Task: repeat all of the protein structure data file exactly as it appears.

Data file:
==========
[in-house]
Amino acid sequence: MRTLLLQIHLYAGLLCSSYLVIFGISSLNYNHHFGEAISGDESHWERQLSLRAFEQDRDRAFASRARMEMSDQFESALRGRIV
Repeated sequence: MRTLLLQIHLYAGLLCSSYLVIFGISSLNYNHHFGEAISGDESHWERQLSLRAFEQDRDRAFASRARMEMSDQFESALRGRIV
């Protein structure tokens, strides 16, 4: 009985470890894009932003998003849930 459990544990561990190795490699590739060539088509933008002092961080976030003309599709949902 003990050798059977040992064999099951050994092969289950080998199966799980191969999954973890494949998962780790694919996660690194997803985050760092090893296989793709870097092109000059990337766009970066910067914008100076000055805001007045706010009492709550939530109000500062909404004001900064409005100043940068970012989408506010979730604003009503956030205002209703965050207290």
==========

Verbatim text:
[in-house]
Amino acid sequence: MRTLLLQIHLYAGLLCSSYLVIFGISSLNYNHHFGEAISGDESHWERQLSLRAFEQDRDRAFASRARMEMSDQFESALRGRIV
Repeated sequence: MRTLLLQIHLYAGLLCSSYLVIFGISSLNYNHHFGEAISGDESHWERQLSLRAFEQDRDRAFASRARMEMSDQFESALRGRIV
């Protein structure tokens, strides 16, 4: 009985470890894009932003998003849930 459990544990561990190795490699590739060539088509933008002092961080976030003309599709949902 003990050798059977040992064999099951050994092969289950080998199966799980191969999954973890494949998962780790694919996660690194997803985050760092090893296989793709870097092109000059990337766009970066910067914008100076000055805001007045706010009492709550939530109000500062909404004001900064409005100043940068970012989408506010979730604003009503956030205002209703965050207290």